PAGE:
- The Wall Street Journal had 44 mentions over the five-year period. Of the 44 mentions, 27 or 61% were op-eds by think tanks or other opinion pieces in support of their position. Only one piece in five years acknowledged the relationship between one of the think tanks and fossil fuel interest.
- Of the five, CEI was cited or published 183 times, making it the most frequently mentioned think tank. The Heartland Institute was second at 148, followed by Heritage with 127 mentions over the five-year period.
- The year 2017 featured the most mentions (149) of any year during the period. That year also represents the highest percentage (40) of articles that “balanced” the accurate, scientific consensus with the position of a denier think tank.
- 2018 was similar to 2017 with 102 mentions, 35% representing false balance.
National Television News Networks:
- From 2014 through 2018, denier think tanks’ positions or representatives were featured 62 times on national television news networks.
- Eighty-one percent of segments featuring a climate denier think tank either presented its views unopposed or featured its views as a “balance” to climate science or solutions. Roughly 14% were segments exposing denial. The remaining segments, roughly 5% were neutral.
- Fox News Network and CNN account for 89% of segments featuring the think tanks. All of the 28 segments that aired on Fox legitimized denier arguments.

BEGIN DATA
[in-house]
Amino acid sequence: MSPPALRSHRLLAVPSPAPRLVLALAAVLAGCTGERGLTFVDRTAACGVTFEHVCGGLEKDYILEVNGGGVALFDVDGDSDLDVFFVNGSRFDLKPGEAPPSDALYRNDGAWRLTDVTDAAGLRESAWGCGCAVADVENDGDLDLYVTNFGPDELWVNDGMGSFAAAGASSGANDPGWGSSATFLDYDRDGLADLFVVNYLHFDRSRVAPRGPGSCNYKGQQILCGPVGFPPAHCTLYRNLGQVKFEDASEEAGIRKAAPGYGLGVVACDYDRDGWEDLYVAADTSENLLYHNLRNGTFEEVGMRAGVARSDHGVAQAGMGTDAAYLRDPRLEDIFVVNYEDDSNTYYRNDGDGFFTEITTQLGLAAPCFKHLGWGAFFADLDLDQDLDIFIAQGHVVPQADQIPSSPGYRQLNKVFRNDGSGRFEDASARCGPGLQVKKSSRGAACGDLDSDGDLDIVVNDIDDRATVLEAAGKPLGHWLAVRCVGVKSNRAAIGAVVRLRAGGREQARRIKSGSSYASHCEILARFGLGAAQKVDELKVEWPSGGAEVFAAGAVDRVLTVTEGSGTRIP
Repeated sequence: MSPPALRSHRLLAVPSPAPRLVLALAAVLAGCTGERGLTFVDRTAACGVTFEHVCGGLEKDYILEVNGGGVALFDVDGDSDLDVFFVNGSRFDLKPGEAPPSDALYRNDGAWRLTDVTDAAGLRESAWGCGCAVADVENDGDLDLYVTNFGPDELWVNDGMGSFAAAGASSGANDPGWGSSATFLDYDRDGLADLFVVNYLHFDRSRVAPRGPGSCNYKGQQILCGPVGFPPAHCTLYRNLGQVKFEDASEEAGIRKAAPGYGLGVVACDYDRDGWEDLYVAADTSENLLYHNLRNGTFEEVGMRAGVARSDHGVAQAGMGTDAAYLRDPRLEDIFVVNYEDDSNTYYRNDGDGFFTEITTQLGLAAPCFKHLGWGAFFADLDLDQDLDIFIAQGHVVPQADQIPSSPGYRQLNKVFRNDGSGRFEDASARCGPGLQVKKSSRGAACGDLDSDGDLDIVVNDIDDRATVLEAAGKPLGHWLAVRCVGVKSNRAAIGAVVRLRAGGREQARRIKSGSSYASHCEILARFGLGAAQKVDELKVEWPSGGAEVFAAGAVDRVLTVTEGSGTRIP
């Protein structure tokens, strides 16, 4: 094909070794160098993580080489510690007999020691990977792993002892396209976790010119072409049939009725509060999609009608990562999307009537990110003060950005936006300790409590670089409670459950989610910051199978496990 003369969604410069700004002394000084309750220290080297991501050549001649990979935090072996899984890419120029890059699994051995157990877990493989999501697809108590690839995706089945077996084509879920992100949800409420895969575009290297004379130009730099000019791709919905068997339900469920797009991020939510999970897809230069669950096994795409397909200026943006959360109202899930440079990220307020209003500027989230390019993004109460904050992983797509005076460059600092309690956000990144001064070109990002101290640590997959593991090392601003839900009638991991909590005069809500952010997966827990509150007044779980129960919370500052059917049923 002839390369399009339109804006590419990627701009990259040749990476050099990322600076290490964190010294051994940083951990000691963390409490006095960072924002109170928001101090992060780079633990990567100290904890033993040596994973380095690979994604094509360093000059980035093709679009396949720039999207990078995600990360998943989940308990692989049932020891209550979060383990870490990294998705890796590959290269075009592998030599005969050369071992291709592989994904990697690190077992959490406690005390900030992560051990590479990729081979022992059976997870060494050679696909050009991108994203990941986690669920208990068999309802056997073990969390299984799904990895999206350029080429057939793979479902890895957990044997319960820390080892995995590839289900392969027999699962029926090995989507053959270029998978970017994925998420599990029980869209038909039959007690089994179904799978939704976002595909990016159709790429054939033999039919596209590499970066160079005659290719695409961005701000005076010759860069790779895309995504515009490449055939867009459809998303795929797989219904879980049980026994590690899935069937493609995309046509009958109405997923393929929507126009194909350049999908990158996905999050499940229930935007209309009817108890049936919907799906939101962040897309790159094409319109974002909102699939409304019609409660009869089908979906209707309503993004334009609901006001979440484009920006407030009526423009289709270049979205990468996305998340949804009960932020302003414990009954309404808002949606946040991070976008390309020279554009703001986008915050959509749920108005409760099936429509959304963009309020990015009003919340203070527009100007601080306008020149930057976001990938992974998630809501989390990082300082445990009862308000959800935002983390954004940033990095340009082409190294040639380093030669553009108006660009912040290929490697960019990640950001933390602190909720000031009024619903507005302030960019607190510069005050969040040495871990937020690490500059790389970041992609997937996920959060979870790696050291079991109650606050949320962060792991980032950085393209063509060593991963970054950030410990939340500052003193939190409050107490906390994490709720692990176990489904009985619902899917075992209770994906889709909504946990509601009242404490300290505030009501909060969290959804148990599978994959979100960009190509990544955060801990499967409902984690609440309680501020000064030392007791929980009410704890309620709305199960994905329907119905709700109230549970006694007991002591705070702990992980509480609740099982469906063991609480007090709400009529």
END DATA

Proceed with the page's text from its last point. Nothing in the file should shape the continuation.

- Fifteen of the 27 CNN segments used deniers to provide “balance.” Notably, CNN employed Stephen Moore of the Heritage Foundation as a correspondent from early 2017 until his nomination for the board of the Federal Reserve on March 22, 2019.
- Only nine segments (14.5%) directly refuted the arguments of the relevant think tank or exposed their financial relationship to fossil fuel interests. Seven of these segments aired on CNN, and two were on MSNBC.
- Of CNN’s seven segments refuting denier think tanks, five were promoting the program The Wonder List with Bill Weir. In April 2015, the program host, as part of a feature on melting glaciers, attended and interviewed participants at the Heartland Institute’s annual climate conference.
For this analysis, we searched print newspaper articles and television transcripts on climate change that featured mentions of the Heartland Institute, American Enterprise Institute, Cato, Competitive Enterprise Institute and the Heritage Foundation for the years 2014 through 2018, as well as 2019 through June 19. Articles and transcripts were not included in the analysis if the mention of the think tank did not relate to the topic of climate. We also excluded articles that mentioned one of the think tanks in an article related to climate but did not cite the think tank’s position or quote an affiliate of the think tank.